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On view  |  Painting and Sculpture II, Gallery 17, Floor 4

Mark Rothko. No. 10. 1950

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Mark Rothko (American, born Russia (now Latvia). 1903–1970)

No. 10

Oil on canvas
7' 6 3/8" x 57 1/8" (229.6 x 145.1 cm)
Credit Line:
Gift of Philip Johnson
MoMA Number:
© 1998 Kate Rothko Prizel & Christopher Rothko / Artists Rights Society (ARS), New York
Audio Program excerpt

Abstract Expressionist New York: The Big Picture

, October 3, 2010–April 25, 2011

Director, Glenn Lowry: The artist's son Christopher Rothko oversees the Rothko Family Foundation and Archive. He has also published a book on his father's writings, The Artist’s Reality.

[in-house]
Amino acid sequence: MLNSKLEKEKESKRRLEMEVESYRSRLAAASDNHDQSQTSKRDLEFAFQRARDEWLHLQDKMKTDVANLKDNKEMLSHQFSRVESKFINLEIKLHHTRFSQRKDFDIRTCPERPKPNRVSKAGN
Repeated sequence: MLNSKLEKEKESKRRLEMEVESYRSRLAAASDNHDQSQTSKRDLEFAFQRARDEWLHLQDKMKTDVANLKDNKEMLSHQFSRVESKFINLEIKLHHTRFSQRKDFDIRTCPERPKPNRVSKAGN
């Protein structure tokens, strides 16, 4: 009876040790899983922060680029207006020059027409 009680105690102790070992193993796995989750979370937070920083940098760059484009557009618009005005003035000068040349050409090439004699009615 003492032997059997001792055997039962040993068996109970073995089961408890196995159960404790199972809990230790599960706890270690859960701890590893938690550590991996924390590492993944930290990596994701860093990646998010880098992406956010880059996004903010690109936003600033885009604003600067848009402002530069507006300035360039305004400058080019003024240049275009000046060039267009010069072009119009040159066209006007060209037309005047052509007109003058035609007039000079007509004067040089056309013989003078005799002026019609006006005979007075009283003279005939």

Christopher Rothko: I really do see space as the defining element in my father's classic abstractions. My father frames the work; he controls the action; he basically sets the stage via the forms and via the space.

And what I love about this is just not the sort of surprising juxtaposition of white and yellow and blue but there's quite a bit of brown in there as well, which I think provides a very important backdrop to let these colors sing. You have to look really hard for a true rectangle. They're always rounded, softened, cut off suggestions of rectangles.

And I think in doing that, he is always emphasizing the humanness of the painting. This is no machine-age painting. This is painted by a real painter, really by hand and if the artist sort of dreams a rectangle that isn't really a rectangle, that's what it's about.

I think it's in those transition points between the rectangles where you have the sort of feathery end of one rectangle and the feathery beginnings of another, and juxtaposed with the background color. That's where the real electricity is.

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